"It is necessary to stop the car at
a signal from one who is in the high
way and who is driving a wild ani
mal. The raising of a hand may be
considered a signal to stop. It is al
so necessary to remain stationary
until such an animal could be re
moved. It is necessary for an au
tomobilist to give the. right of way
to the driver of a horse or a mule
and he shall go t) the right of he
"Violators of these acts shall be
lined from ten to one hundred dolars
or. imprisoned not more than thirty
Before operating a dar in any
county it is necesary to secure from
the clerk of court a certificate saying
which is numbered and this number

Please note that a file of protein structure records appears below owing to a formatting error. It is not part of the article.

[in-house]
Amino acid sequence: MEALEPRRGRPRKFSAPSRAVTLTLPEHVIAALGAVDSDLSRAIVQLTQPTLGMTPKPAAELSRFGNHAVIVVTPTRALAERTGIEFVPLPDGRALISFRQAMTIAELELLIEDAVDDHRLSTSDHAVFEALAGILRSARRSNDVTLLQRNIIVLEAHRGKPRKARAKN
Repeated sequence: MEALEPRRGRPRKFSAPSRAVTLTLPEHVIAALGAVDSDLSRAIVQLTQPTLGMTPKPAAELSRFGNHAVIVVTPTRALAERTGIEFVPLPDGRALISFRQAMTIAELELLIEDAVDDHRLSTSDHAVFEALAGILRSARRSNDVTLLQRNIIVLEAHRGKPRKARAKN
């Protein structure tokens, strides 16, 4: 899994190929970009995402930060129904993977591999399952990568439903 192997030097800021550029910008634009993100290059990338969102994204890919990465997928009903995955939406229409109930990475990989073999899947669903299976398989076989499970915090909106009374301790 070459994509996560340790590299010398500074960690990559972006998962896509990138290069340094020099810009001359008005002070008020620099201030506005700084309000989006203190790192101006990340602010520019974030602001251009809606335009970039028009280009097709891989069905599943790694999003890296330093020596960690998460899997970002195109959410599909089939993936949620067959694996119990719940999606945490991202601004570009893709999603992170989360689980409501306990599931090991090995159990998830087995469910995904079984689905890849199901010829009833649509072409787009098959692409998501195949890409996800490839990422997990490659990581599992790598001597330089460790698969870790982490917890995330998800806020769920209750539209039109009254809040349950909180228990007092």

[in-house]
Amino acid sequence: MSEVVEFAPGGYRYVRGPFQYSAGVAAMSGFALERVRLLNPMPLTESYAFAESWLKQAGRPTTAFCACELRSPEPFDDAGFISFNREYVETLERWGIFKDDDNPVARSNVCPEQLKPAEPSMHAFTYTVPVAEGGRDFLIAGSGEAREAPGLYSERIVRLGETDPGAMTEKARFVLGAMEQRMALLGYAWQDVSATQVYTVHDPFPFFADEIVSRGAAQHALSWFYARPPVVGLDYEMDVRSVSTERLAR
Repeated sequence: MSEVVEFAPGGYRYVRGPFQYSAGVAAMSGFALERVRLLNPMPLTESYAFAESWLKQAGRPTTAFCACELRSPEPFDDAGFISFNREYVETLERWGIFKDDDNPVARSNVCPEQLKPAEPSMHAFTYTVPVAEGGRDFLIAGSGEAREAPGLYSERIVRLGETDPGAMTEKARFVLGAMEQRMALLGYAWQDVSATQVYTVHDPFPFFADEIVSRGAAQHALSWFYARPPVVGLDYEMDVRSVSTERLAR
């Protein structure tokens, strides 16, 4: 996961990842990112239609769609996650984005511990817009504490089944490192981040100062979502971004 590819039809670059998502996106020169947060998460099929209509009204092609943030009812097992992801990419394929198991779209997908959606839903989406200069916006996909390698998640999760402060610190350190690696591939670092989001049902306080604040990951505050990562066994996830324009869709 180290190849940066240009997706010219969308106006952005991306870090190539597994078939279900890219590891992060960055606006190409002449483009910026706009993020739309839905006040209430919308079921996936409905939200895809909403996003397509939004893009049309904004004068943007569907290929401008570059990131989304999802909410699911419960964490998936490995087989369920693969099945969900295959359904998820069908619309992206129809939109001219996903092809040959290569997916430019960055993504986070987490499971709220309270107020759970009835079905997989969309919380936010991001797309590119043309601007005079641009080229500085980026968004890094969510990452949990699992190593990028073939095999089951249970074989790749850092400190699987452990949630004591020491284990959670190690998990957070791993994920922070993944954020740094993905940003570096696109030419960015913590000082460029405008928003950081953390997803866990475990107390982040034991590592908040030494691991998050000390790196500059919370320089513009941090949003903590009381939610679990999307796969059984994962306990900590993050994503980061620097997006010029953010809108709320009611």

must be placed on the back of the
car. The owner's address and a
brief description of the car must be
given. The registration fee is $1.
Ten days are allowed an owner in
which to register his car.
A TIME PUZZLE.
Residents of Augusta Bothered by
Augusta. Ga.. is the only city
In the country having four differ
ent times and all of them in use.
It is on the nin--tieth meridian. and
.he railroads i Georgia use Central
time, while the Carolina roads en
meridian or Eastern time. To try
to avoid confusion the city -has a so
cal time of its own, which is half
way between the two. But what
really adds to the complicated situ
tion is t.be fact that farmers in the
surrounding country nearby all use
"sun" time, which is different from
all the others. This last named time
is controled by the almanac that is
in every Southern farmer's home.